Ex-minister's aide hits out at police and CPS after being cleared of sex assault

A former special adviser to Sir Michael Fallon who was acquitted of sexual assault has said there are "serious issues" about the way the case was handled.

Richard Holden said it was a "travesty" that the case against him had been pursued and it added to concerns about the actions of the police and Crown Prosecution Service (CPS).

He had been accused of groping a woman under her skirt at a party in London in 2016.

The jury of eight men and four women returned unanimous verdicts after deliberating for less than an hour.

The 33-year-old was employed as one of then-defence secretary Sir Michael's media advisers until early last year.

Hitting out at the handling of the case, Mr Holden said the police had a duty to pursue the evidence "wherever it leads".

He said the allegation was supposed to have taken place in a room of 15 to 20 people "none of whom corroborated the claim" and "what was alleged did not happen".

In a statement, he said he hoped that the "serious issues raised concerning disclosure and police investigations into alleged sexual crimes by this and many other recent cases will ensure that the police and CPS reflect and instead use the significant resources at their disposal to get justice rather than pursuing spurious allegations".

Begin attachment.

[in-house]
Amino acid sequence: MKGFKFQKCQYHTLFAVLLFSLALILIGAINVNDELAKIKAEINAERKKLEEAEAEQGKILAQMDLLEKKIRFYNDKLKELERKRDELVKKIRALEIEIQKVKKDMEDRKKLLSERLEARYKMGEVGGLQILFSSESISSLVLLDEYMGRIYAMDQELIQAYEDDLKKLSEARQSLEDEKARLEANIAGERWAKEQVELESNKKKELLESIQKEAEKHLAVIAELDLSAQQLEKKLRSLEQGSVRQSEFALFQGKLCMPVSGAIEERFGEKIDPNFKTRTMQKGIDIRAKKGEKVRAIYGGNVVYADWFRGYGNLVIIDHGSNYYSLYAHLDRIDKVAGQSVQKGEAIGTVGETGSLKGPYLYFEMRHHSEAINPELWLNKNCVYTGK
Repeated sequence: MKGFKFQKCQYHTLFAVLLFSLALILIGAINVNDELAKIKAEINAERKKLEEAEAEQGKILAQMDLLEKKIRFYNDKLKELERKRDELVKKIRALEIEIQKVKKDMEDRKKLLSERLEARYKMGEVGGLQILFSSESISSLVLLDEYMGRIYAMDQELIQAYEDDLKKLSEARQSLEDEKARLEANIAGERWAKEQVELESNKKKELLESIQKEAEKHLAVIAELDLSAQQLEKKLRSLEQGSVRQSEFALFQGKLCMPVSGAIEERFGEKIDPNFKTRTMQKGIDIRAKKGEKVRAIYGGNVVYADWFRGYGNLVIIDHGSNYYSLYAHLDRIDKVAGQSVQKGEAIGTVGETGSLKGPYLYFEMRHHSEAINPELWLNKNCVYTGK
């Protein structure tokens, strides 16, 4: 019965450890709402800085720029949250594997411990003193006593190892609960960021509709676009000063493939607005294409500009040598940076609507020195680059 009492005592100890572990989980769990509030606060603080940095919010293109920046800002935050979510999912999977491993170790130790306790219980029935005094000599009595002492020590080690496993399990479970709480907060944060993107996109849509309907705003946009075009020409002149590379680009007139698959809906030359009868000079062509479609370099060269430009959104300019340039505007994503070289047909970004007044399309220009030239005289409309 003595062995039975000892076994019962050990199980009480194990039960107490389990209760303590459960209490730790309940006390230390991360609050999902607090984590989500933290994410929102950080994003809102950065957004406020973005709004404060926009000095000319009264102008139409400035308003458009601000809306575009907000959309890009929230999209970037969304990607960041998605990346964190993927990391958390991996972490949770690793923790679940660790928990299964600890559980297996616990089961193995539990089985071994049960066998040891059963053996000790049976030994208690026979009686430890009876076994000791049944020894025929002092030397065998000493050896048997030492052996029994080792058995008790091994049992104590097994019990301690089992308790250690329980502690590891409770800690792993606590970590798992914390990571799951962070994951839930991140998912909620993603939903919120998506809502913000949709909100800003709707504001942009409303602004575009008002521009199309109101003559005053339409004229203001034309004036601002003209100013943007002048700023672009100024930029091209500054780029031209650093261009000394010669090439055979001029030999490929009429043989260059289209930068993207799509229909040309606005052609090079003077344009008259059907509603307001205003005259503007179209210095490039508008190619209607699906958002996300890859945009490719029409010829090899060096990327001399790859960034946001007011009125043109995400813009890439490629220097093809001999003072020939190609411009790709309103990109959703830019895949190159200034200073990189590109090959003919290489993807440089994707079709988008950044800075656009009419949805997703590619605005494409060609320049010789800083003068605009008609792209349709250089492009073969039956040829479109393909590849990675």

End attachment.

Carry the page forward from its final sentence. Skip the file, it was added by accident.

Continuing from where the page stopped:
Mr Holden continued: "That this case has been pursued at all is a travesty. It has been a cruel public shaming and an utter waste of time and resources.

"The police and CPS have created a victim of me, and victims of my close friends and family - who have suffered this ordeal at my side for a year and a half.

"And, most importantly, it has let down the real victims of awful crimes, as the state spent tens, if not hundreds, of thousands of pounds in pursuing a case so readily dismissed by a jury."

After the jury at Southwark Crown Court returned its verdict, Mr Holden was released from the dock and went over to his girlfriend in court, hugging and kissing her repeatedly.

One of the female jurors nodded and winked at him as she left the courtroom.

Judge Deborah Taylor said: "Obviously the defendant leaves the court without a stain on his character."

Mr Holden said he hoped that he "would again be able to serve the country I love" and the Conservative Party.

The complainant, who is in her 20s, told the jury that Mr Holden kept giving her hugs and telling her how beautiful she was during the party on December 17 2016.

He was alleged to have put his hands around her waist before moving his hands up her skirt and touching her intimately.

Mr Holden, of St Mary's Gardens in Lambeth, south London, said the incident did not occur and added: "I have no idea why she has made up any of this."

He said he was not romantically interested in the woman, he had no physical contact with her on that night and was in a new relationship with his girlfriend, who was also at the party.

He previously held a number of roles for the Tories, and spent several years in the Conservative Party press office.